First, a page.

Ramya gets a gift from her grandmother, a pair of glittering starry diamond-shaped earrings. And what follows is a fantastical tale told by Mala, a story very simple in language. The words are limited in vocabulary and the length of the sentences kept to the minimum. This makes perfect reading for a child who has just started her exploration of the language and is gradually understanding words and the forming of sentences.

The book is a sureshot eye-catcher on the stands with its striking starry night scene on the cover done in watercolors by the illustrator Helga Parekh. The paintings inside complement the story beautifully. In today’s world of digitally colored artworks, it’s a delight to see artists dabble in the challenging art of watercolors. The lucidity of the paintings is perfectly in sync with the flow of the story and makes the book a complete piece of art. It’s like taking the reader through a story that rolls over a 16-page canvas.

The two factors that work well for the book are the tale that’s so uncomplicated and the visuals that are so vivid. As a parent, it would be good to expose children to stories that are simple yet fantastical and art that’s so original and natural.

Ramya’s Stars makes for a magical reading experience and is a perfect example to propagate the philosophy that Pratham Books would advocate - to democratize the joy of reading.

Tuesday, July 15, 2014

Help Avalokitesvara Trust Print 'Chuskit Goes to School' in Ladakhi

We are thrilled to see a collaboration we have been working on for the past few months almost reach its goal. For some time now, we have been seeing an interest in translations of our books. Last year Avalokitesvara Trust got in touch with us to discuss the possibility of translating 'Chuskit goes to school' in Ladakhi. The story set in Ladakh would be absolutely relevant to the kids they work with in Ladakh.

Like we always say, we publish in multiple languages but our work still isn't enough for all the children in India. Our mission to get 'a book in every child's hand' will only be possible through collaborations like this.

The original book is under a public domain license and free for anyone to remix. Avalokitesvara Trust would provide us with the translation while we would help with the layout of the book. Once we received the translation, our team started laying out the book. We grappled with the fonts at times (which seemed to mysteriously change from time to time), the different versions bounced between all our inboxes and finally the book is ready... well, almost!

Avalokitesvara Trust is fundraising to print this book and get it into the hands of the children they work with. If you want to help print books in the language the children can read, support their fundraising campaign.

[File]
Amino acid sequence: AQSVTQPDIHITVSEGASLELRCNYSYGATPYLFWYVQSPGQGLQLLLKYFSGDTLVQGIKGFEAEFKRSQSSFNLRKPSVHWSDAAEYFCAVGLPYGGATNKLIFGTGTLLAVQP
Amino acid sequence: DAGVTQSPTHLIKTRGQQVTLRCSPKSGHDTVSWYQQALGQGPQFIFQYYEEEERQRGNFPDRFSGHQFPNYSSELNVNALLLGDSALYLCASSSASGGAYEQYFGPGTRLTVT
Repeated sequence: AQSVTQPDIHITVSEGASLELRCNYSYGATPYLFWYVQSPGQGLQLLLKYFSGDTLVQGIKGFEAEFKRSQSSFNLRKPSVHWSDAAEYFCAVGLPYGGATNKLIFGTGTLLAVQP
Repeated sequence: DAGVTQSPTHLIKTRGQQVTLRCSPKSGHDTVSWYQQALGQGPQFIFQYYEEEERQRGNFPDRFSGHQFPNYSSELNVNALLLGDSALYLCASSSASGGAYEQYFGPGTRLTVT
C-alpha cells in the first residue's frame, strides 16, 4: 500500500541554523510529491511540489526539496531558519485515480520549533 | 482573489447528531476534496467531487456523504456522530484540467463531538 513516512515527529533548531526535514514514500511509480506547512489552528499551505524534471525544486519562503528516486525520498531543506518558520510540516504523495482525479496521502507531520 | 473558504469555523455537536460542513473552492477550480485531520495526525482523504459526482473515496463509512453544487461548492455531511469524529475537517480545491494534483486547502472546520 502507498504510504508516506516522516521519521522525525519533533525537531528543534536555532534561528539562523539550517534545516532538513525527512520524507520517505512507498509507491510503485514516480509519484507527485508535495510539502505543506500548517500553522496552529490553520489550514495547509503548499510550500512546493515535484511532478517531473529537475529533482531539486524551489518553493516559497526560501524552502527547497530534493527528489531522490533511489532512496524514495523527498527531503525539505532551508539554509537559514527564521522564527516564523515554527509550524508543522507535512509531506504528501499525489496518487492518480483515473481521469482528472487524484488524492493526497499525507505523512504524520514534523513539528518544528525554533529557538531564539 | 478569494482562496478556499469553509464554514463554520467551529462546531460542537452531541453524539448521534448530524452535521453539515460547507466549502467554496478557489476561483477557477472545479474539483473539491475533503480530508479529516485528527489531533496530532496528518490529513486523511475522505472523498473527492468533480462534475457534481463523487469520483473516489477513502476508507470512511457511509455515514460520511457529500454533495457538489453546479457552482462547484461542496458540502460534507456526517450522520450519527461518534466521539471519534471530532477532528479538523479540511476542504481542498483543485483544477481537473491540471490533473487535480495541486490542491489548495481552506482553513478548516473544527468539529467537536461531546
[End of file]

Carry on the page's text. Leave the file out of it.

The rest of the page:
Via Avalokitesvara Trust
As a new area of expansion this year, we are interested in publishing translations of select children’s books in Ladakhi. Our first is a Ladakhi translation of ‘Chuskit goes to School’, in collaboration with Pratham Books
‘Chuskit goes to school’ is a story about a disabled Ladakhi girl who dreams of going to school, making friends, learning maths and playing games. Written by Sujatha Padmanabhan and illustrated by Madhavanti Anantharajan, it has been translated into Ladakhi by Gen Konchok Phanday. 
We are raising funds to have Chos skyid slob grva’a cha’a nog published, printed and shipped to Ladakh for Ladakhi children. Contributions are welcome. Email: or call +919622140328
Note : This fundraising campaign is being run and managed by Avalokitesvara Trust. Any money donated to the campaign will go to Avalokitesvara Trust only.

'AdiKahani' Series Launched in Saura, Munda, Kui and Juanga Languages

News of our latest books being launched in Saura, Munda, Kui and Juanga languages has been covered by a few more publications.

Sonali Acharjee covers the book launch in India Today

Drawing inspiration from the challenges facing tribal education, three organisations, Pratham Books, Ignus-ERG with the support of Bernard van Leer Foundation, held Write workshops with authors speaking Saura, Munda, Kui and Juanga languages. This has led to a unique partnership to publish books for children in these tribal languages.

"This project marks a new chapter in the tenth year of Pratham Books as it is a significant first step in reaching the last child. It also links marginalized cultures with the world of formal education and could well be the beginning of creating a canon of literature for children from the ground up," explains Manisha Chaudhry, head of content development, Pratham Books.

The books are in bilingual format. Using Odia script, they have charming stories for beginner readers drawn from the rich oral tradition of these languages and the illustrations use tribal art with contemporary twist. "This is a very important step for us as it marks the beginning of a journey where a publisher not only publishes in Indian languages but also in languages which don't have a script. We are seeding a new set of readers and showing the way to other publishers to reach a nascent market but which will see exponential growth," says Himanshu Giri, COO, Pratham Books.


The event was also covered on

Pratham Books launched the first set of ten books in four tribal languages and four story cards for the reading pleasure of children at Bakul Foundation, Bhubaneswar. 

Tribal children face many challenges when they enrol in schools, the least among them is having to learn in a language that is different from their mother tongue. The state of Odisha has recognized this, and has taken the lead in imparting education in the mother tongue, in the early grades. The educational journey of lakhs of tribal children will be easier and more rooted in their own reality and culture. 

The event started with the launch of the books by Padmashri Prof D.P Pattnayak (eminent linguist and educationist who was the Director Central Institute of Indian Languages, Mysore) and panelists Ms. Dharitri Patnaik (BvLF), AnantaMohapatra, Dash Benhur, DigantaMohantyand Mr. Subir Shukla had a discussion on "Democratizing the joy of reading for all children: A case for books in tribal languages". There were storytelling sessions by tribal language storytellers for children simultaneously. The children loved the stories and for many it was a very nostalgic moment to hear stories from their own culture.